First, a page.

Why We Regain Weight Following Gastric Sleeve

Woman notices her pants are getting tighter as she struggles with weight gain after the gastric sleeve

Weight Loss Surgery is nearing 70 years of use, and most of those years involved malabsorptive or intestinal bypass surgeries. On the other hand, the gastric sleeve relies on restriction, a weight loss procedure with approximately half that history. Recent data has shown that sleeve gastrectomies account for more than 60% of all weight loss surgeries despite slightly less excess weight loss potential versus a bypass. 75-80% of Excess Weight Loss is typically maintained for at least five years with a bypass procedure, while 60-65% of EWL is associated with the sleeve. A relatively small number of bypass procedures may require revision for inadequate weight loss or regain of weight. In contrast, a slightly greater number of sleeve procedures may require modification or conversion.

Weight loss following a gastric sleeve is multi-factorial, and weight regain can be too.

Initially, the significant weight loss provided by the sleeve was thought to relate to the size of the remaining stomach. But this is not entirely true. Following the sleeve, we now know there is also a reduction of ghrelin, the ‘hunger hormone’ produced within the fundus of the stomach. This area of the stomach is removed during surgery.  Ghrelin levels seem to drop as soon as the first post-op day and may remain low or continue to fall for as long as three to six months.

Ghrelin Comes Back

It is thought that after the 6-month mark, the intestine steps up the production of ghrelin to compensate, leading to renewed hunger in the longer term. This can, of course, lead to weight regain.

The Stomach May Stretch

An increase in the size of the remaining stomach often occurs within six months post sleeve.  This tends to be a time of continued but perhaps slowed weight loss. By now, most dietary temptations have been reencountered. Even previous hunger triggers such as insulin may have hit pre-operative levels, steering us toward calorie-heavy carbs and sugary sources.  If patients indulge in these temptations, this may reduce protein consumption since the stomach now has more limited space. If lots of simple carbs (such as pasta, for instance) have been consumed, the small stomach pouch fills up.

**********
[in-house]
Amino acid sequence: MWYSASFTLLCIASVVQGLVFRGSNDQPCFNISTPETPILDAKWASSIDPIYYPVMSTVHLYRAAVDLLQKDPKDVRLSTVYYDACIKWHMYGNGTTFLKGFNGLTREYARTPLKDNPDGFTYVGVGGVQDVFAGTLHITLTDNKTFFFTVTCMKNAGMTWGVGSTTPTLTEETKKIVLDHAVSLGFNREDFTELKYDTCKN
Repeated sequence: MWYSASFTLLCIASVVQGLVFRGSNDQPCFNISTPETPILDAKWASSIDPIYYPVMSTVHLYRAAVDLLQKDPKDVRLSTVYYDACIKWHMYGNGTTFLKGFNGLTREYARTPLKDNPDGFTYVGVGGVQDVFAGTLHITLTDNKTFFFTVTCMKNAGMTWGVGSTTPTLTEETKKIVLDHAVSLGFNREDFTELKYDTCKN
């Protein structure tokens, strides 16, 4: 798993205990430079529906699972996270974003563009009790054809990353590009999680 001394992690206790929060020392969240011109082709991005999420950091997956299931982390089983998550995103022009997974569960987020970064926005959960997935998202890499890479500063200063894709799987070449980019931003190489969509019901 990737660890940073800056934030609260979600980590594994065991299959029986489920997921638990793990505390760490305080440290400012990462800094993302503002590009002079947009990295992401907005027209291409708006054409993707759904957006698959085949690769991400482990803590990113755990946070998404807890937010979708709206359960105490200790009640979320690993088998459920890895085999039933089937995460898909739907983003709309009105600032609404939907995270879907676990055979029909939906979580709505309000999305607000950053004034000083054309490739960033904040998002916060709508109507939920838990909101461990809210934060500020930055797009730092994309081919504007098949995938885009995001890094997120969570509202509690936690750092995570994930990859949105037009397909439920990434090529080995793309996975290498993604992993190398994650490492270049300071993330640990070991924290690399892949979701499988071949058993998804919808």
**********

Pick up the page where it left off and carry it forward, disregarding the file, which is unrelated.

Even skin and connective tissue sag may be exacerbated by losses in muscular mass, collagen, and elastic connective tissue loss due to lower protein.

There’s No Dumping Syndrome

Unlike a malabsorptive bypass procedure, gastric sleeve patients do not experience ‘dumping syndrome,’ which helps prevent ingesting calorie-rich food sources such as sweets and simple carbohydrates.

So, What Can We Do?

Measuring and monitoring changes in body fat percentages is an important tracking tool and help us redirect nutritional habits to avoid the situation in the first place.  That said, patients can consider indulging in some desserts if they have accomplished their protein and vegetable nutrition goals at each meal. They often find that they don’t have the room or desire to indulge in excess on these occasions.

Compliance with post-operative care is another predictor of weight loss and maintenance following bariatric surgery. Results of any weight loss program, surgical or otherwise, correlate with accountability, such as nutrition tracking and support, whether individually or in group sessions.  Surgical weight loss programs have the advantage of regularly scheduled post-op visits that often include lab work and a medical review. Additionally, the most successful patients take advantage of nutritionist visits and surgical program support group meetings for pre-and post-operative patients. Follow-up compliance correlates with significant and maintained results.

The psychological factors in weight loss and maintenance cannot be overstated either. Patients who can shrug off bad days and return to their diet and exercise program will always be more successful than those who dwell on their “mistakes” and give up.

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